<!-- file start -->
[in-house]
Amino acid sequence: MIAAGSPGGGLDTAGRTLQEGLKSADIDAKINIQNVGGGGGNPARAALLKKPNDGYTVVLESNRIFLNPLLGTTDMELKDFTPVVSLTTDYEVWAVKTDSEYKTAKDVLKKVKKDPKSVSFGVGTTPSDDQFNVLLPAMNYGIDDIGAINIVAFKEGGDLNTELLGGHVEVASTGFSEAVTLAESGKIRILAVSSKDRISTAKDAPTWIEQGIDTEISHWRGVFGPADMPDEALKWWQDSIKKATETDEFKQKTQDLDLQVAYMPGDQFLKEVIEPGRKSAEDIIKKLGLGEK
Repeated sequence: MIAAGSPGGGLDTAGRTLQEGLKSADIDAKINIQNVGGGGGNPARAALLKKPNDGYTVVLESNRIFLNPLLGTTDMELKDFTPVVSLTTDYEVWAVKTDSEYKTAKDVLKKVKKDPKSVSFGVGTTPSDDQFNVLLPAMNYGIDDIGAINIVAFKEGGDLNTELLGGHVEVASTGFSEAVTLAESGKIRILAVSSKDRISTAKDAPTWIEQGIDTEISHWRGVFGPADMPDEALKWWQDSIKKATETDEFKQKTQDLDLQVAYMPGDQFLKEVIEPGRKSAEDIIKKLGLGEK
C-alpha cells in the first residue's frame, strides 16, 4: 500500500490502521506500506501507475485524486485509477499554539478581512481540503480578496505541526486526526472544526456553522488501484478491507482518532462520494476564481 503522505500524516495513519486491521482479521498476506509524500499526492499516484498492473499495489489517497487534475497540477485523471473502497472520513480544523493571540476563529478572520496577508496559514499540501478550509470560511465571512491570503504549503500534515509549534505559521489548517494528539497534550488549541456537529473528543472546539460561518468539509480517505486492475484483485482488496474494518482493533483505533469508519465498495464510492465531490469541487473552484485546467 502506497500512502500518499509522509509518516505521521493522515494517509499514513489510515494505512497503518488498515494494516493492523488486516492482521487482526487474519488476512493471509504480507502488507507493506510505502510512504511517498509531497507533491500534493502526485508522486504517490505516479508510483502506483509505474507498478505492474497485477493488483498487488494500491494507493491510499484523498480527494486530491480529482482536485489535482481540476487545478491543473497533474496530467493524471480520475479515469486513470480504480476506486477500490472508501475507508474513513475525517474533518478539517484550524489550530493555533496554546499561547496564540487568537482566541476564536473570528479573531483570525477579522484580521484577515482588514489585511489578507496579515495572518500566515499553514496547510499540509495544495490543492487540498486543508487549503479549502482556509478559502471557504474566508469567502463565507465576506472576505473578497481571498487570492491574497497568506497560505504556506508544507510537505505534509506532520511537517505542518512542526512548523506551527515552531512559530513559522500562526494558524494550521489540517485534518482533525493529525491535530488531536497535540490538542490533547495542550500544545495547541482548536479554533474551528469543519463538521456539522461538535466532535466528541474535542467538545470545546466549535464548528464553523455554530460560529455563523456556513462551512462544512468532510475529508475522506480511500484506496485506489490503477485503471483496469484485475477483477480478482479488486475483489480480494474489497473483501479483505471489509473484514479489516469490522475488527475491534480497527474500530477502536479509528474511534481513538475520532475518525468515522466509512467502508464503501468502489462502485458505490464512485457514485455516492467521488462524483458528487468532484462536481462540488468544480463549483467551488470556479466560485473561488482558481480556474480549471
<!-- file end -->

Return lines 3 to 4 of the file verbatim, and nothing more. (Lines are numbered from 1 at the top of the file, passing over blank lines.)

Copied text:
Repeated sequence: MIAAGSPGGGLDTAGRTLQEGLKSADIDAKINIQNVGGGGGNPARAALLKKPNDGYTVVLESNRIFLNPLLGTTDMELKDFTPVVSLTTDYEVWAVKTDSEYKTAKDVLKKVKKDPKSVSFGVGTTPSDDQFNVLLPAMNYGIDDIGAINIVAFKEGGDLNTELLGGHVEVASTGFSEAVTLAESGKIRILAVSSKDRISTAKDAPTWIEQGIDTEISHWRGVFGPADMPDEALKWWQDSIKKATETDEFKQKTQDLDLQVAYMPGDQFLKEVIEPGRKSAEDIIKKLGLGEK
C-alpha cells in the first residue's frame, strides 16, 4: 500500500490502521506500506501507475485524486485509477499554539478581512481540503480578496505541526486526526472544526456553522488501484478491507482518532462520494476564481 503522505500524516495513519486491521482479521498476506509524500499526492499516484498492473499495489489517497487534475497540477485523471473502497472520513480544523493571540476563529478572520496577508496559514499540501478550509470560511465571512491570503504549503500534515509549534505559521489548517494528539497534550488549541456537529473528543472546539460561518468539509480517505486492475484483485482488496474494518482493533483505533469508519465498495464510492465531490469541487473552484485546467 502506497500512502500518499509522509509518516505521521493522515494517509499514513489510515494505512497503518488498515494494516493492523488486516492482521487482526487474519488476512493471509504480507502488507507493506510505502510512504511517498509531497507533491500534493502526485508522486504517490505516479508510483502506483509505474507498478505492474497485477493488483498487488494500491494507493491510499484523498480527494486530491480529482482536485489535482481540476487545478491543473497533474496530467493524471480520475479515469486513470480504480476506486477500490472508501475507508474513513475525517474533518478539517484550524489550530493555533496554546499561547496564540487568537482566541476564536473570528479573531483570525477579522484580521484577515482588514489585511489578507496579515495572518500566515499553514496547510499540509495544495490543492487540498486543508487549503479549502482556509478559502471557504474566508469567502463565507465576506472576505473578497481571498487570492491574497497568506497560505504556506508544507510537505505534509506532520511537517505542518512542526512548523506551527515552531512559530513559522500562526494558524494550521489540517485534518482533525493529525491535530488531536497535540490538542490533547495542550500544545495547541482548536479554533474551528469543519463538521456539522461538535466532535466528541474535542467538545470545546466549535464548528464553523455554530460560529455563523456556513462551512462544512468532510475529508475522506480511500484506496485506489490503477485503471483496469484485475477483477480478482479488486475483489480480494474489497473483501479483505471489509473484514479489516469490522475488527475491534480497527474500530477502536479509528474511534481513538475520532475518525468515522466509512467502508464503501468502489462502485458505490464512485457514485455516492467521488462524483458528487468532484462536481462540488468544480463549483467551488470556479466560485473561488482558481480556474480549471